AOC to FAA: Not Good Enough on LaGuardia AirTrain
12:01 AM EST on February 19, 2020
Rep. Alexandria Ocasio-Cortez isn’t buying the Federal Aviation Administration’s rationale for discarding alternatives to the LaGuardia AirTrain.
In January, the insurgent member of Congress from the Bronx and Queens slammed the FAA for choosing the Port Authority’s current plan over 46 alternatives “despite overwhelming public comments opposed to PANYNJ’s preferred route,” she wrote. The FAA’s conduct, she said, “essentially den[ied] a voice to the dozens of community members.”
This week, the FAA offered the same explanation it has given before regarding the rejected AirTrain alternatives — and AOC said, essentially, “Not good enough.”
“It is clear from the FAA’s response that several alternatives were ruled out for reasons inconsistent with the stated screening criteria,” she said in a statement issued Tuesday. “[Queens residents] are owed a fair and transparent evaluation of transportation alternatives to LaGuardia Airport.”
The proposed elevated AirTrain would run 1.5 miles from LaGuardia in East Elmhurst alongside the Grand Central Parkway and then along the Flushing Bay promenade to Willets Point, where it would connect to the 7 subway line and the Long Island Rail Road’s Port Washington branch, a spur that does not connect to the Jamaica hub. The FAA is conducting the environmental review on behalf on the PANYNJ project.
The Willets Point route has come under heavy fire from transit analysts because it would draw travelers further east from LaGuardia before they would double back toward the airport (or, during the reverse trip, Manhattan). Some experts believe it won’t save travelers time and makes little sense, especially given its cost, which is now more than $2 billion, up from $500 million just four years ago.
Other objections center on insufficiency of the 7 and the Port Washington trains, as well as questions about the AirTrain’s own service assumptions and construction disruptions. Further, the AirTrain station at Willets Point seems designed more as a remote parking lot for the airport than as a full-fledged addition to the transit network. The public also registered its disapproval during a comment period last spring.
In January, AOC demanded that the FAA consider:
- Ferry Service, asking why it was disqualified, given that the New York City’s Department of Transportation website calls the Staten Island Ferry “the most reliable form of mass transit, with a consistent annual on-time performance record of over 92 percent during the last several years.” The FAA responded that that the ferry was disqualified not because of the “reliability of the ferry service itself,” but because ferry passengers would need to use buses to the airport that could get caught in traffic.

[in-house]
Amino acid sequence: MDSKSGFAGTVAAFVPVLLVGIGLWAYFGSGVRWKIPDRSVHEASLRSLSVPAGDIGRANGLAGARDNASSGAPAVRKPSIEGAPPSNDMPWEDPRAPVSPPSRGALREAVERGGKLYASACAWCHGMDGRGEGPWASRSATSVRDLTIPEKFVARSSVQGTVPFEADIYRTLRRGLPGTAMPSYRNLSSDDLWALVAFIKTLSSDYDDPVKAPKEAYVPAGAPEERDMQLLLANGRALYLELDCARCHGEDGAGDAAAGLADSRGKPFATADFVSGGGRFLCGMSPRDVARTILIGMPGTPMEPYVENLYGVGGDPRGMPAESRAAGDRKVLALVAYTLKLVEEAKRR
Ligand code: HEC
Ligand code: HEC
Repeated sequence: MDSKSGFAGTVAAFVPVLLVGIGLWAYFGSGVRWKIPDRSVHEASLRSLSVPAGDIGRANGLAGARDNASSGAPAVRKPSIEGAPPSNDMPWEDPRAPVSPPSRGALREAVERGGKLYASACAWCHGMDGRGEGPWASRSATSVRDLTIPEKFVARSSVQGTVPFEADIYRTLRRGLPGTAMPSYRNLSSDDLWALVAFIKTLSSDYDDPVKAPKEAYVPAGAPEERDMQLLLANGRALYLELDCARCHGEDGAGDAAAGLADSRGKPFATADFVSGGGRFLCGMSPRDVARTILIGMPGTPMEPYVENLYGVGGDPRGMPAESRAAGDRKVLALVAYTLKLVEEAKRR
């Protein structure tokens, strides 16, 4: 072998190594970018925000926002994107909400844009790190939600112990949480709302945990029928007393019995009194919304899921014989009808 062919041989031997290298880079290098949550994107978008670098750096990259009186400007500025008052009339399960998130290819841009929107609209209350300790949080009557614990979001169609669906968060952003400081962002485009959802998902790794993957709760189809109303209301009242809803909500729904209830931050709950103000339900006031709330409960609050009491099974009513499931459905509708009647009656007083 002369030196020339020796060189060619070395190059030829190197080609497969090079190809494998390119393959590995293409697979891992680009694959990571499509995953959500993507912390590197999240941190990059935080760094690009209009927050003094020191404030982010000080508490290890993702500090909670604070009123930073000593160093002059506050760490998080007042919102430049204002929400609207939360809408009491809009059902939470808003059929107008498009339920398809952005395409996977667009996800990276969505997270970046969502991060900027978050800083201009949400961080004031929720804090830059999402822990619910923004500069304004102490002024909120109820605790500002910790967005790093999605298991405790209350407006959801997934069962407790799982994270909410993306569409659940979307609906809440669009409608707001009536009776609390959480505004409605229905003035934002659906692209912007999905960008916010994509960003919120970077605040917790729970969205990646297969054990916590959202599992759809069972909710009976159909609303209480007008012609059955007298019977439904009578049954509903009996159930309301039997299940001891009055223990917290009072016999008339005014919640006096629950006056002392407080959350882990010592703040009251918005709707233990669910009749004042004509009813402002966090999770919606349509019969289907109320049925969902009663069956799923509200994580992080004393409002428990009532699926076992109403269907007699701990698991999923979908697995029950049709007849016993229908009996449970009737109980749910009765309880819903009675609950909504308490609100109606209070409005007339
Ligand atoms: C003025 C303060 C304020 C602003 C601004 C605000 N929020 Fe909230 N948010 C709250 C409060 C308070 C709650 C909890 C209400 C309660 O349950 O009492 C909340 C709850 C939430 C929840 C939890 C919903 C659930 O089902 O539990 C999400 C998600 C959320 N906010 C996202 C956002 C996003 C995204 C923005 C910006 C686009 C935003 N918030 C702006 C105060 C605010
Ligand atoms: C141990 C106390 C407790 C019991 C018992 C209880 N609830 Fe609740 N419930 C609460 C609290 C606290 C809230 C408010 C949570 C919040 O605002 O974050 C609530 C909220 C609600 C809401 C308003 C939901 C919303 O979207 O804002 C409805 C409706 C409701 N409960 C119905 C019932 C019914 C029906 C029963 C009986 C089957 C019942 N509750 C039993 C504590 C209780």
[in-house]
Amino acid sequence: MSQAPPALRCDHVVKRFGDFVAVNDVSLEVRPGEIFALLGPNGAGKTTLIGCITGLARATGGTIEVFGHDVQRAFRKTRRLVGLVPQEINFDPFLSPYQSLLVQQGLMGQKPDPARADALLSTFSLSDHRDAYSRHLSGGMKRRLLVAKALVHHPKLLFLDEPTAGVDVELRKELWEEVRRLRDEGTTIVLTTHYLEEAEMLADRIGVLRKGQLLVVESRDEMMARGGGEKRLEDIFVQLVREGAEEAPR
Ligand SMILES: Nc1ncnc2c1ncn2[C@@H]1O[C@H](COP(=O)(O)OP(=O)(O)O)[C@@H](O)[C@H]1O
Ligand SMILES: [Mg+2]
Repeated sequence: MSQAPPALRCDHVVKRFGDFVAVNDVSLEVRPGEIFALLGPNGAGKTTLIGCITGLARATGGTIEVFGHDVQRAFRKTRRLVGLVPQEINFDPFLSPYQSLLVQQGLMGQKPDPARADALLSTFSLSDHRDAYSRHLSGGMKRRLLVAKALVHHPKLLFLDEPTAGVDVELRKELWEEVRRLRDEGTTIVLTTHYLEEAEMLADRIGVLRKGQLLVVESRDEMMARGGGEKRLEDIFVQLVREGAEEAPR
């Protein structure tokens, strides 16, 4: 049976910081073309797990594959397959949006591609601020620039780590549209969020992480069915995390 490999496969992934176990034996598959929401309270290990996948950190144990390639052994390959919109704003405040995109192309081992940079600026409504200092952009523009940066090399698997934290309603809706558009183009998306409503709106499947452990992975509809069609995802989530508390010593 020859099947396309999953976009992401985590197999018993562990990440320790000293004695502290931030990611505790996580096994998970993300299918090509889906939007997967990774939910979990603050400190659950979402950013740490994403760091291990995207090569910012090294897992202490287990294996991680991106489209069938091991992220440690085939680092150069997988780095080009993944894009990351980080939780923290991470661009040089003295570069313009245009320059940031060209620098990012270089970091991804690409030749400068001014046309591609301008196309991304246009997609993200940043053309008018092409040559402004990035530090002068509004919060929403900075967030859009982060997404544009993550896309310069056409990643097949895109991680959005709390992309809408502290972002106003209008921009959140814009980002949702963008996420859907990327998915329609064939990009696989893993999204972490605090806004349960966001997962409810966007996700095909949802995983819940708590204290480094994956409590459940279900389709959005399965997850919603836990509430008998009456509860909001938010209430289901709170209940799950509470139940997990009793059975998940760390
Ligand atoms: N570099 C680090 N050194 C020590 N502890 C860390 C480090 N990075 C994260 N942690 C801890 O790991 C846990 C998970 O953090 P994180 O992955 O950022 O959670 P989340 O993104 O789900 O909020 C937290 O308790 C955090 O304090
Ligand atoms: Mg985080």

- Dedicated Bus Lanes to Q70 Bus Route. “With dedicated bus lanes, travel time to and from the airport would significantly decrease for travelers utilizing the Woodside and Jackson Heights transportation hubs,” she wrote. The FAA responded that putting in dedicated bus lanes would increase “roadway congestion elsewhere”by eliminating a general-purpose lane — which misunderstands how eliminating traffic lanes actually decreases demand and causes congestion to fall. This alternative also failed in the FAA’s view because (horror of horrors!) it “would result in removing parking areas along Roosevelt Avenue and Broadway.”
- Subway extension from Astoria Subway elevated above Astoria Boulevard. AOC asked that the FAA “clarify how existing infrastructure or transportation facilities would be impacted with this option” and “explain how the service would be disrupted during peak time, particularly as it compares to other subway extension/fixed guideway alternatives.” The FAA responded that this alternative would require the temporary relocation of the the Astoria Boulevard Station on the N and W line and closure and modification of Hellsgate Bridge, over which runs Amtrak’s northeast service.
- Fixed guideway to Woodside LIRR/Woodside Subway and Roosevelt Avenue-Jackson Heights Station elevated above Roosevelt, Broadway, the Brooklyn-Queens Expressway, and the Grand Central Parkway: “Given the connectivity of these stations to the Long Island Rail Road, numerous buses and multiple train lines, this seems like a natural route for a fixed guideway to connect to in order to reduce trips and incentivize public transport to LaGuardia Airport.” The FAA said that the alternative would require realignment of the Brooklyn Queens Expressway/Grand Central Parkway interchange and “extensive bridge and roadway reconstruction” because the “interchange does not provide sufficient space for locating support columns” for an elevated train..
Ocasio-Cortez also complained that the FAA was ignoring the mostly negative public comments from Queens residents last year.
“We expect the FAA’s final analysis in the summer of 2020 to be informed by the feedback solicited from the surrounding community,” she added in her statement. “Any final recommendation must serve the best interests of frontline communities as much as the wider tri-state ridership.”
The Port Authority declined to comment.
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